How We Ranked the Champs

Top scorers outdid themselves in customer satisfaction this year. Here's our methodology

The battered economy has made even starker the differences between companies that put customers first and those that are sacrificing loyalty for short-term gain. As retailers continue to slash staff, as airlines tack on fees, and as banks tighten lending standards, some companies are resisting such cost-cutting moves. And customers are rewarding them for the effort.

In our third annual ranking of Customer Service Champs, the scores of this year's top 25 brands were actually higher than in 2008. The data, gathered by market researcher J.D. Power & Associates (like BusinessWeek, a unit of The McGraw-Hill Cos. [MHP) posted leaps of 40 points or more. Among the bottom 25 of the more than 200 brands surveyed, scores fell significantly. There was only one gainer in this lowest quartile, which consists mainly of telecom, wireless, and airline companies: Cablevision (CVC).

The 2009 list also reveals that consumers are focused on getting value for their money in these tough times. While luxury hotels and upscale car brands were recognized again, the discount prices and one-stop service model of (AMZN) propelled it to the top spot this year., which offers free shipping—even on returns—for shoes, clothing, and accessories, also made its debut on the 2009 list. And in a year when food costs jumped amid rising commodities prices, the cheap eats at funky grocery chain Trader Joe's helped it make a repeat appearance among the top 25.

The Scoring Process

To put together the ranking, we started with existing data from J.D. Power. To qualify for the list, each brand had to have at least 100 responses and had to be owned by a company with at least $1 billion in annual revenues. We eliminated industries that cater to niche markets and those in which consumers rarely base decisions on service, such as airports. Only luxury and upscale hoteliers were included.

We combined the scores for all of each brand's 2008 studies in J.D. Power's 2008 database for each brand. (For instance, there are studies for car loans, home equity and bank branches, and two for mortgages, all of which we combine into one "banking" score.) That said, while financial-services firms often work across several industries, such as banking, brokerage, and insurance, we only listed them under the industry in which they scored highest. Finally, to make fair comparisons across banks, brokers, and telecom providers, we included only brands that appeared on most of J.D. Power's studies for that industry. For example, banks had to show up on at least four of the five related surveys listed above—retail banking, car loans, home equity, and two mortgage studies—to be considered. Only brokers that appeared on both the full service and the online studies were included.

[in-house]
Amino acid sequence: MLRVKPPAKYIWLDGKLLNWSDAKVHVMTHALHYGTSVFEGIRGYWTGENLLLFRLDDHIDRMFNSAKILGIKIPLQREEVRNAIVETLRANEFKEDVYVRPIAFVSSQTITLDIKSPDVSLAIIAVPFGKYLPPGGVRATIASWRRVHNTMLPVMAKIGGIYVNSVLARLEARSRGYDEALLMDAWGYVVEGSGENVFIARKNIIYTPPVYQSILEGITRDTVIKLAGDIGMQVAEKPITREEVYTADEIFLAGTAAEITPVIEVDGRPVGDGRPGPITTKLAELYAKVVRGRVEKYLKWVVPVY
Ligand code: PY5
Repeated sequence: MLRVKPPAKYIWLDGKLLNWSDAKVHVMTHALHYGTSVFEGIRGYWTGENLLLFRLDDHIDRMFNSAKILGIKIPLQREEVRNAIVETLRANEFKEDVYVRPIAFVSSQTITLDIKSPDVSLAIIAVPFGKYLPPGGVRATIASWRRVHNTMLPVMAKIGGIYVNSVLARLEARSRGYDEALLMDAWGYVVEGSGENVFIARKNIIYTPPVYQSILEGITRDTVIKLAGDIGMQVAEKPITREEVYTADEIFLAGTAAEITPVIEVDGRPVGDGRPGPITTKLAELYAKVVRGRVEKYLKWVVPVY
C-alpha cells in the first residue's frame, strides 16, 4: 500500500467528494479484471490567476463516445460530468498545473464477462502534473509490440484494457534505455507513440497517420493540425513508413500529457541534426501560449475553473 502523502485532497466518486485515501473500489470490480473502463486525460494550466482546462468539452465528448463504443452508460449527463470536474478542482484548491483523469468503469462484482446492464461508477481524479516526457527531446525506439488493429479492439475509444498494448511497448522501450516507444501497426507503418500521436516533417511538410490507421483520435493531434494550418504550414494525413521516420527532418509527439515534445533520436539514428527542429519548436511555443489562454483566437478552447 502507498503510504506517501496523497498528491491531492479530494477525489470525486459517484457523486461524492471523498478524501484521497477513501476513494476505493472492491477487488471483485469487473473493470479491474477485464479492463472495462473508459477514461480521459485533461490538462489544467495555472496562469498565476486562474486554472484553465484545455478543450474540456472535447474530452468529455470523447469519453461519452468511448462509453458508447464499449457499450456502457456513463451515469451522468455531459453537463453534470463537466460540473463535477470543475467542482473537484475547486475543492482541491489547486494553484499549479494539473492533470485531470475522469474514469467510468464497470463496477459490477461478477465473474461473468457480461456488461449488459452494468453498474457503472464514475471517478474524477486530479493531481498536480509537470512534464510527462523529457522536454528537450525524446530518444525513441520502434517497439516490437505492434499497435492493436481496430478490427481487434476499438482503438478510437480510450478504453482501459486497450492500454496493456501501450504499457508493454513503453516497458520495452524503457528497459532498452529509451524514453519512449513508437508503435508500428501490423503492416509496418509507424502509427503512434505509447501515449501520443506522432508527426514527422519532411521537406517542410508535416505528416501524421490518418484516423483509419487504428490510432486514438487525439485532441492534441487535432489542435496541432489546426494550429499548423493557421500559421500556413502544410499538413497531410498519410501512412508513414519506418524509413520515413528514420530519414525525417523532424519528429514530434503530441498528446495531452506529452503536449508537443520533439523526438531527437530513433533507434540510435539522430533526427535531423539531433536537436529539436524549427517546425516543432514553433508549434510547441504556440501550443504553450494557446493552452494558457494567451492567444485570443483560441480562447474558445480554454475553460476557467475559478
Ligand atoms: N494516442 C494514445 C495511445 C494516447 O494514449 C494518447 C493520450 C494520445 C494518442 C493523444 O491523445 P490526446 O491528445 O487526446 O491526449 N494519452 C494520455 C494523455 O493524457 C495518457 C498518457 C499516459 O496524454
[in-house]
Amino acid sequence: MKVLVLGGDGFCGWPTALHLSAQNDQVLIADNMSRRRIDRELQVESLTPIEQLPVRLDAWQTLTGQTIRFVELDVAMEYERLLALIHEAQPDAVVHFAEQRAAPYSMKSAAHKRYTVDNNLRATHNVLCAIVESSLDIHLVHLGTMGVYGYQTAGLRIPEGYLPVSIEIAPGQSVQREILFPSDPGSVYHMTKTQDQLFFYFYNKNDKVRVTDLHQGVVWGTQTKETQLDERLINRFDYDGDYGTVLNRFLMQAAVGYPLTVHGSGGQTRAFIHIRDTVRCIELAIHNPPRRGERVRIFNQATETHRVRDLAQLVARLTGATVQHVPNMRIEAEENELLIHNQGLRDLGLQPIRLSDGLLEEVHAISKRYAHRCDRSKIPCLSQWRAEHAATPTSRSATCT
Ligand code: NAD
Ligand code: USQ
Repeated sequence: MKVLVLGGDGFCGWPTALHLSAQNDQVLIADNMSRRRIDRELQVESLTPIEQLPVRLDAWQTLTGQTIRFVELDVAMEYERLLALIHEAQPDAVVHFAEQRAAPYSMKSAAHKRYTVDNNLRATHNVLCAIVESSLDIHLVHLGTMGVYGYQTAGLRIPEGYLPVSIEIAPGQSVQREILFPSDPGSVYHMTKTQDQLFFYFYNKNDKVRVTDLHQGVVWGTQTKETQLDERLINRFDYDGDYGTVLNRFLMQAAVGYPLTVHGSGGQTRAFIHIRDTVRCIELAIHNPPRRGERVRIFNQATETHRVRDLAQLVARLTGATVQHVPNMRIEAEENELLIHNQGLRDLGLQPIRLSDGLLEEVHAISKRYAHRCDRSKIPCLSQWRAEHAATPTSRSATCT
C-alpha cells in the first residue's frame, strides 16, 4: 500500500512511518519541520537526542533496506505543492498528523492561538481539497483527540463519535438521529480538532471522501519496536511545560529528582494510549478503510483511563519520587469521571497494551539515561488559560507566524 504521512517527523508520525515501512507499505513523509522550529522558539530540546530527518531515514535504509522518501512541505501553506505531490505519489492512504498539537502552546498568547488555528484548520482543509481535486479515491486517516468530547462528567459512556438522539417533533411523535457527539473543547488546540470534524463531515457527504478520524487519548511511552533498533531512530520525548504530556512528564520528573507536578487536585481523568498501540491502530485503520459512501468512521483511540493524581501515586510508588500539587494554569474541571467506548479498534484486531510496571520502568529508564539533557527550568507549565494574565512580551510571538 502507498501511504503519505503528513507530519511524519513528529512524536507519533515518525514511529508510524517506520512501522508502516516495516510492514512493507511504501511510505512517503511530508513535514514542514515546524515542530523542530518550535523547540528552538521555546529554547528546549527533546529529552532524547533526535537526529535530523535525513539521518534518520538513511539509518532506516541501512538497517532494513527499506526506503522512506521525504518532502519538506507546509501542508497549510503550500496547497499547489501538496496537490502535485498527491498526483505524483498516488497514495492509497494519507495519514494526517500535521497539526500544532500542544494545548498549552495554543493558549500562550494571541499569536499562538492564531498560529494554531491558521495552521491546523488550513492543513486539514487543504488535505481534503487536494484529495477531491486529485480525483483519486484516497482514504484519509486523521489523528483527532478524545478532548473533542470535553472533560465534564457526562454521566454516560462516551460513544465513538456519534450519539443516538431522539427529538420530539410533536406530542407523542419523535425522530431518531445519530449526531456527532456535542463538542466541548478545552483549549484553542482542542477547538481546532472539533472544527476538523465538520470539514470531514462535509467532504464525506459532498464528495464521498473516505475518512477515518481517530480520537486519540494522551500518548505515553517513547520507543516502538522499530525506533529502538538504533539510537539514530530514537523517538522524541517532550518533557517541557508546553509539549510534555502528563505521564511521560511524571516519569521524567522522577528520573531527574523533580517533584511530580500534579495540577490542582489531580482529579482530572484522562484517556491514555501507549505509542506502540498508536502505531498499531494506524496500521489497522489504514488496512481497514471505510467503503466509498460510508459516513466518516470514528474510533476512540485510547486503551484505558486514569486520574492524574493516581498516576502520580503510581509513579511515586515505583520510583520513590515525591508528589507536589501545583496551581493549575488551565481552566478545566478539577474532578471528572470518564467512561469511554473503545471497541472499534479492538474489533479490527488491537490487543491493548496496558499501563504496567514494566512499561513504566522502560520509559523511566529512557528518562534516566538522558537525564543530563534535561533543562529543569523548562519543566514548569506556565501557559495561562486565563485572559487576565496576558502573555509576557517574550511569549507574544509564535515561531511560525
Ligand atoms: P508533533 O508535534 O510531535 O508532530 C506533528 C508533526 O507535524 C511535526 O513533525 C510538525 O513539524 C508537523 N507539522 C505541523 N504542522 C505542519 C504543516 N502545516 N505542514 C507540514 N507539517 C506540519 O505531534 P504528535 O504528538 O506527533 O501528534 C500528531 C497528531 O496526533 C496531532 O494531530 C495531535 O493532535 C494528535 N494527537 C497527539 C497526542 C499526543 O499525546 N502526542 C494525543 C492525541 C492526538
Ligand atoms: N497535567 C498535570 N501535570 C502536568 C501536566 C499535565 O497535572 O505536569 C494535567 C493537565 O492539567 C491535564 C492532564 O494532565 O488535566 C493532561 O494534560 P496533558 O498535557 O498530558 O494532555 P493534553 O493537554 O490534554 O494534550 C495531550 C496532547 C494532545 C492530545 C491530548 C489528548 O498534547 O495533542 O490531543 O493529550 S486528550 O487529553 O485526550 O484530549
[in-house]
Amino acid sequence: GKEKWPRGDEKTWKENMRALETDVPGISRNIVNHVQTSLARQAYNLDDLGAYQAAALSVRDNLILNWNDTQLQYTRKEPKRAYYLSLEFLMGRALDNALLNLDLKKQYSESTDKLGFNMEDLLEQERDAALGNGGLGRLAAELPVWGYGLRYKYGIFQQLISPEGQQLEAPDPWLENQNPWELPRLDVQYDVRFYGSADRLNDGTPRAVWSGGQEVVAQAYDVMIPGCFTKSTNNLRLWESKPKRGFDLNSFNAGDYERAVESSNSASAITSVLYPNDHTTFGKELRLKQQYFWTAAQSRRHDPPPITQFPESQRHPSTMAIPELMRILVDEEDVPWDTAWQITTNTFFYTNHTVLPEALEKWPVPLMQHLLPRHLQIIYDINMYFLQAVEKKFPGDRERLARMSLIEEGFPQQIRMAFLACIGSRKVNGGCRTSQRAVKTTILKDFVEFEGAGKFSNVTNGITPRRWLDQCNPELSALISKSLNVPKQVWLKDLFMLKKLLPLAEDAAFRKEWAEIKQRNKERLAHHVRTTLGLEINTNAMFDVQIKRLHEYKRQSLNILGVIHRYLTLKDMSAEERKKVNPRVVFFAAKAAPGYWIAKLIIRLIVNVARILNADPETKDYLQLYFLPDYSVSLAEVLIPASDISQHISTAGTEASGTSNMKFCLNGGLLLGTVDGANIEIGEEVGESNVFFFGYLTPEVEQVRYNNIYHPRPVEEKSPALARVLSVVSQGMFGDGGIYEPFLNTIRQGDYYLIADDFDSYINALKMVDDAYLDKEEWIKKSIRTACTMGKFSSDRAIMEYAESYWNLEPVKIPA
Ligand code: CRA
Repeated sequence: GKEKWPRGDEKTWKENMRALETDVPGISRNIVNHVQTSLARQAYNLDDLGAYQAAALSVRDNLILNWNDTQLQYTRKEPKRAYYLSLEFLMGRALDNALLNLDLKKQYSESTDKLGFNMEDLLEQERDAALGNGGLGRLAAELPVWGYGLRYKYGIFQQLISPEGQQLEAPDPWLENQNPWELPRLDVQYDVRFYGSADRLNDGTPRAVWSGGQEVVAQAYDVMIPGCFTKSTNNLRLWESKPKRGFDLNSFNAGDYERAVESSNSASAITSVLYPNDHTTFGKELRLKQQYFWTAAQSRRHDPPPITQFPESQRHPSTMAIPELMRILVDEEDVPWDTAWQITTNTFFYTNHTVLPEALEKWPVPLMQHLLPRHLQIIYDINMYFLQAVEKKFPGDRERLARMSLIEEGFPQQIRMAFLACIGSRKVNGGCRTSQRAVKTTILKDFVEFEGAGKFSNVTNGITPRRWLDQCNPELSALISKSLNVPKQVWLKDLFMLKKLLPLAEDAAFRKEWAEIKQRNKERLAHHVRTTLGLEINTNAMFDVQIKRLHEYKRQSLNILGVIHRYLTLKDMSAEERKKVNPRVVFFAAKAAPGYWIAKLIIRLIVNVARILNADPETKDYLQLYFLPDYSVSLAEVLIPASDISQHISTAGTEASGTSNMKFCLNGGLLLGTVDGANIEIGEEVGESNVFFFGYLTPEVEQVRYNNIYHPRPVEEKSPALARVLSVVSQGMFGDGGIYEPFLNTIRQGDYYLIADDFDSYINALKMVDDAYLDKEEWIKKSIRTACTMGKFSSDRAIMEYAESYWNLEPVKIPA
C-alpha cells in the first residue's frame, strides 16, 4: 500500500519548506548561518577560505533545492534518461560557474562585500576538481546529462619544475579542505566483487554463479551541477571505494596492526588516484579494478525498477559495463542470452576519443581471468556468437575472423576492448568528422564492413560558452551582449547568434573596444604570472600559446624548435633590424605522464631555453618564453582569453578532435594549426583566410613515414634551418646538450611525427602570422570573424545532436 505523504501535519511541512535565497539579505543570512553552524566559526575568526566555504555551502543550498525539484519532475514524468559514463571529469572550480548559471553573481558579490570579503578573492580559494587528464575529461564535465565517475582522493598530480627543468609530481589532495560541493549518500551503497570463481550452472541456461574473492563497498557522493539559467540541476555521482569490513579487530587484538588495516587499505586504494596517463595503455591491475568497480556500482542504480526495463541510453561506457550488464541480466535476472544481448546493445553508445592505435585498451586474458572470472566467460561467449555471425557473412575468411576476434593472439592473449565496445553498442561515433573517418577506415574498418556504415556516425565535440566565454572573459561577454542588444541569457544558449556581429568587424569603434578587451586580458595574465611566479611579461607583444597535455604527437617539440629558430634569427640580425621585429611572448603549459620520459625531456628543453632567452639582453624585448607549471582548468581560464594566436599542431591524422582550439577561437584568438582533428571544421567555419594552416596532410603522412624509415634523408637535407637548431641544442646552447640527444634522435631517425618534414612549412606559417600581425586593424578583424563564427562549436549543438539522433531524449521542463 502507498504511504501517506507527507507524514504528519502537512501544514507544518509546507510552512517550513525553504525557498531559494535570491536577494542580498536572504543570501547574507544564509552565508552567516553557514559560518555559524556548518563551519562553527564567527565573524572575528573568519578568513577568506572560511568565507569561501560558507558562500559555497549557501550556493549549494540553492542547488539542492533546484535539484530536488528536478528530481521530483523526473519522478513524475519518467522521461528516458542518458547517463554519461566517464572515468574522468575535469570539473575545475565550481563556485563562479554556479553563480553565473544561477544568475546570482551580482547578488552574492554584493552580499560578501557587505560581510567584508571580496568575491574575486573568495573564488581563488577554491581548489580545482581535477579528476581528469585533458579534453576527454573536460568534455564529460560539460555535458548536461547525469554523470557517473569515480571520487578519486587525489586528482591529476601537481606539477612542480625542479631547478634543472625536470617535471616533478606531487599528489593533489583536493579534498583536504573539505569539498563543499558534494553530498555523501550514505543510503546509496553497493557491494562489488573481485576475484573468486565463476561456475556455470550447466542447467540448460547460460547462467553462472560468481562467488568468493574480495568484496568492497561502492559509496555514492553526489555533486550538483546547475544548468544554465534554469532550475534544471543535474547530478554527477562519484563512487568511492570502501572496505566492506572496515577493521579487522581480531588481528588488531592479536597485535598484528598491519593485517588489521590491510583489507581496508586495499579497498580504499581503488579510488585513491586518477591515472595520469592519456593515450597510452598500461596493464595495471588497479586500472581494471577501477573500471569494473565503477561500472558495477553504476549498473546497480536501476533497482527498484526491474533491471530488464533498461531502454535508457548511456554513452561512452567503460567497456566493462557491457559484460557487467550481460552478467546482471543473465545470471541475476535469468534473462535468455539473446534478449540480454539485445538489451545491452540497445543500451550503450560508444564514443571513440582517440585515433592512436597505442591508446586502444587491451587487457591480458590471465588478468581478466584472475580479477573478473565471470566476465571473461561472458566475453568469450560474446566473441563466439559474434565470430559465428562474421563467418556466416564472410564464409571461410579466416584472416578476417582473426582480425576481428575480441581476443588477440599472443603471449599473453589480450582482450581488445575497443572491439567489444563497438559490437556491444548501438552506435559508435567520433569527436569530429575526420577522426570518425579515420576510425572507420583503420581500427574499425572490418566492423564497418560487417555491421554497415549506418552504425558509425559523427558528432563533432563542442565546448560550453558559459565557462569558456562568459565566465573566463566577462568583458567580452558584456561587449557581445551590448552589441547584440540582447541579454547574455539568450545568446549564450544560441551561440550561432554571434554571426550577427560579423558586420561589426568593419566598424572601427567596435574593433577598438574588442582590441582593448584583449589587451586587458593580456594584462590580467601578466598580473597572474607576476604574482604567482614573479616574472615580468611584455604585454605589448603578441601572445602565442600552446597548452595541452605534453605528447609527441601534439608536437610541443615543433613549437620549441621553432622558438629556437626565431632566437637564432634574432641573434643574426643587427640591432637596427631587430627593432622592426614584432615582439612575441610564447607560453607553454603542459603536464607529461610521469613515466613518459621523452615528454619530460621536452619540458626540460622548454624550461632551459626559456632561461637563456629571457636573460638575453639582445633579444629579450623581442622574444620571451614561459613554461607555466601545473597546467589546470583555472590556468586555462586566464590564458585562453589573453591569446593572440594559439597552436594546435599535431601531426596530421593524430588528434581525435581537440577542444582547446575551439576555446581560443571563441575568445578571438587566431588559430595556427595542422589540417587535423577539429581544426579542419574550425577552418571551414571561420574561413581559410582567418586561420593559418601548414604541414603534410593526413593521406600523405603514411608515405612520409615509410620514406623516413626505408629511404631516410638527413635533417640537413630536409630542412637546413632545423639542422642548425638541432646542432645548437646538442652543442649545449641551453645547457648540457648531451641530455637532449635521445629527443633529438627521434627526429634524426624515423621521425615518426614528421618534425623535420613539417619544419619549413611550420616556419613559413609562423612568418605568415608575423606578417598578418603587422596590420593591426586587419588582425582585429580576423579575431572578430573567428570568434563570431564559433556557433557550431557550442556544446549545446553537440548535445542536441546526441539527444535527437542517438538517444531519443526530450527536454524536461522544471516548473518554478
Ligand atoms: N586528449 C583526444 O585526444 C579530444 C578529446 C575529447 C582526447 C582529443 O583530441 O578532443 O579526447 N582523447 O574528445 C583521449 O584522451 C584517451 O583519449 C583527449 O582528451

Because we wanted to focus on customer service, we used only two of the measures from J.D. Power's studies: the perceived quality of a company's staff and what customers think of its processes, such as return policies or reservation procedures. Thus, our results may differ from J.D. Power's overall customer satisfaction rankings, which also consider product quality, presentation, and price.

As in past years, we supplemented J.D. Power's database by surveying 5,000 readers using the BusinessWeek Market Advisory Board. We asked them to nominate the three companies they felt were the best in customer service, and three they felt were the worst. More than 1,000 readers responded, with 2,485 votes for top service and 2,000 complaints about companies falling short. Brands that received more than 10 votes, had at least twice as many votes as complaints, and were not already in J.D. Power's database were considered for the list. J.D. Power then created a Web-based questionnaire for these brands and surveyed at least 100 customers to get a comparable score.

J.D. Power then ranked all of the brands, using scores from their database and the supplemental surveys. We combined the scores from J.D. Power's data for quality of staff and efficiency of service to create the total score, with staff weighted at 60% and service efficiency, or processes, at 40%. To acknowledge the differences between sectors—the experience of buying a Lexus is nothing like buying a cell phone—we gave credit for scoring high within an industry. Brands that ranked first in their category received 100 bonus points; those ranking second received 50. We subtracted 50 points from the score of each company that fell below third place. Finally, to recognize brands that did well in our reader poll, we awarded 25 points to those with the best ratios of votes to complaints.

That methodology left one outlier this year. In our reader poll, Starbucks, which is not part of J.D. Power's database, received a high number of votes and low number of complaints for the third year in a row. Because we had no other fast-food restaurants or coffee retailers to compare it against, we weren't able to determine award bonus points for being No. 1 in its industry. So we're giving the Seattle-based chain a venti honorable mention.

This year's list of customer service champs.

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